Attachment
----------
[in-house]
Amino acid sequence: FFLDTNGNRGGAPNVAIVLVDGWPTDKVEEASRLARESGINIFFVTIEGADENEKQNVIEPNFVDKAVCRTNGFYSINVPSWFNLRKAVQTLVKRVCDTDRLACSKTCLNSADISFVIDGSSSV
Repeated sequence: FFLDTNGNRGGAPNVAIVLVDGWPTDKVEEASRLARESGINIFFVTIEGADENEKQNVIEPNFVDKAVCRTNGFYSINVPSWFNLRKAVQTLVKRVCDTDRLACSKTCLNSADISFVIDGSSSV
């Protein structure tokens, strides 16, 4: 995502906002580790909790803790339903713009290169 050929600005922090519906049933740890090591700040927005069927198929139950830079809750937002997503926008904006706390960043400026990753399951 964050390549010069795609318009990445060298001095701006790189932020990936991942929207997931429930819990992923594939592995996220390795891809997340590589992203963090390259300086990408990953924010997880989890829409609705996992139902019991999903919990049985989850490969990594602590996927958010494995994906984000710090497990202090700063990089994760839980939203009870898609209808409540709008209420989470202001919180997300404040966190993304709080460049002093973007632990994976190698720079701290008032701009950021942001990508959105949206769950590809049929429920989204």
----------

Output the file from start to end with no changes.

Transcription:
[in-house]
Amino acid sequence: FFLDTNGNRGGAPNVAIVLVDGWPTDKVEEASRLARESGINIFFVTIEGADENEKQNVIEPNFVDKAVCRTNGFYSINVPSWFNLRKAVQTLVKRVCDTDRLACSKTCLNSADISFVIDGSSSV
Repeated sequence: FFLDTNGNRGGAPNVAIVLVDGWPTDKVEEASRLARESGINIFFVTIEGADENEKQNVIEPNFVDKAVCRTNGFYSINVPSWFNLRKAVQTLVKRVCDTDRLACSKTCLNSADISFVIDGSSSV
């Protein structure tokens, strides 16, 4: 995502906002580790909790803790339903713009290169 050929600005922090519906049933740890090591700040927005069927198929139950830079809750937002997503926008904006706390960043400026990753399951 964050390549010069795609318009990445060298001095701006790189932020990936991942929207997931429930819990992923594939592995996220390795891809997340590589992203963090390259300086990408990953924010997880989890829409609705996992139902019991999903919990049985989850490969990594602590996927958010494995994906984000710090497990202090700063990089994760839980939203009870898609209808409540709008209420989470202001919180997300404040966190993304709080460049002093973007632990994976190698720079701290008032701009950021942001990508959105949206769950590809049929429920989204």